My views on Hip Hop, Rap, and R&B which I believe, are the most famous genres of bongo flava, for the most part, they have been improving. We have a lot more artists, which makes the competition to spark creativity. There are numerous shows and contests that are dedicated in searching for the next talent and this had enabled the new stars to be seasoned well, before they step into the real show business. For Instance, In Hip Hop the new wave is growing by the day and artists are reinventing themselves in order to sustain the competition. So although we still have a long way to go, the future looks bright.
JG: WHAT IS YOUR TAKE ON KILI MUSIC AWARDS?
Well just for the fact that we have such awards I consider it a good thing as, artists get an opportunity to be rewarded and recognized for the hard work they put in over the years. That being said, still like the same problem of identity with the music, I think the awards organizers face the same challenge, and over the years artists have been disappointed more than anything else. The criteria with which they use to pick the winners are not clear enough. The categories of nominees have variations and there is a lot of genre mix-up. The nominees’ considerations are inconsistent. The Time frame of music release for it to be considered for nomination is not set and last but not least, there is a lack of expertise in collectively considering all aspects of music and musical compositions to unanimously pick a deserving winner. All those areas need to be improved if we are going to help our music and spark the growth of this art.
And one important thing, and this is to the artists and not award organizers, is to not get carried away with the idea of being nominated and eventually winning an award but to continue to make music from their heart and soul and deliver the message they had intended to the people instead of trying to force to make radio friendly and award winning type of music so that they could become the next to be awarded. If they do so they will destroy the music and art in general. I know a lot of artists who have been robbed off their deserving awards over the years and some were never even nominated at all, but trust me the “lifetime achievement award” which is the ultimate of them all will only be awarded to those who were dedicated to art and had longevity so to speak. Besides the real judges of music are the people in the streets and not appointed committees.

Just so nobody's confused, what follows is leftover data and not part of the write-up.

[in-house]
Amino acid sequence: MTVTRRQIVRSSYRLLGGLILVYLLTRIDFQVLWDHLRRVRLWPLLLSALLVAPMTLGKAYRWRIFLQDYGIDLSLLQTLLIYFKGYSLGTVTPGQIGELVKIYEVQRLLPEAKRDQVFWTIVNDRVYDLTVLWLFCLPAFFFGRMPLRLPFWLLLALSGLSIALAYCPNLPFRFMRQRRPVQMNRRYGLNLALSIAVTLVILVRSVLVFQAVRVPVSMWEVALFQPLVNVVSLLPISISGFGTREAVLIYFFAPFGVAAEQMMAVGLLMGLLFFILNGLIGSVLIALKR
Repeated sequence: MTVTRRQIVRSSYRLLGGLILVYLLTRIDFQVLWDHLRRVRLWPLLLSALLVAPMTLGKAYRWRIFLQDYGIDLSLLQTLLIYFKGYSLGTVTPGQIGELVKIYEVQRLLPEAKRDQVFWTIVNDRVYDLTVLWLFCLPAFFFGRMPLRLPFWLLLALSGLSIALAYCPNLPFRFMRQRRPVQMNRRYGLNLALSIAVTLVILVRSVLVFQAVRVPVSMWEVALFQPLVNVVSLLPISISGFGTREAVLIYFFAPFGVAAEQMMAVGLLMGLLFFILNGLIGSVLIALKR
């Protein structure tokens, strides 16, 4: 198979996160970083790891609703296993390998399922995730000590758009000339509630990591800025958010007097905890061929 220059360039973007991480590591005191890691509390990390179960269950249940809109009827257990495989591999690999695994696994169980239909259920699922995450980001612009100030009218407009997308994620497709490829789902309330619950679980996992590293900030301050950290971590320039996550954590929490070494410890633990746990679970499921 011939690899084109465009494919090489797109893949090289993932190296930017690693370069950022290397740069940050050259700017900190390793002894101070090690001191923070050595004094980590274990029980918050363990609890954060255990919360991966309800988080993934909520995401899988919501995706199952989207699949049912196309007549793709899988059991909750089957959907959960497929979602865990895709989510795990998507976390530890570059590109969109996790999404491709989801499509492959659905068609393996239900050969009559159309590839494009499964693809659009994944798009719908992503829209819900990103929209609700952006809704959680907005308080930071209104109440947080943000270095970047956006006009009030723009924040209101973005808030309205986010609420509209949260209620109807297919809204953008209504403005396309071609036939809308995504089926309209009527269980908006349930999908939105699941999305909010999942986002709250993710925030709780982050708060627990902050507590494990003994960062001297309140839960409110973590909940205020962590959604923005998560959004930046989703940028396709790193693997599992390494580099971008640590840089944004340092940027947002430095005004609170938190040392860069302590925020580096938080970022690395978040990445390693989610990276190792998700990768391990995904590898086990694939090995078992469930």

WAKAZI-WE ARE NOT FOOLS!
JG: ADVICE ON UPCOMING ARTISTS
I will tell anyone who is trying to pursue a music career to never give up on his or her dreams. Never give up on your dreams until the dreams gives up on you. And as we all know when the dream gives up on you that is the end of it all but until then, just keep striving and working towards improving yourself. Never compromise the art. Stick with what you believe in. Study those who did it before you, analyze their good and bad and try to make the most of it. Like I have explained earlier on how I am seeing new artists doing a good job, they should not get satisfied with little accomplishments and achievements but push their creative minds to the limit and aim at being the best.
Thank you for your time WAKAZI, all the best JG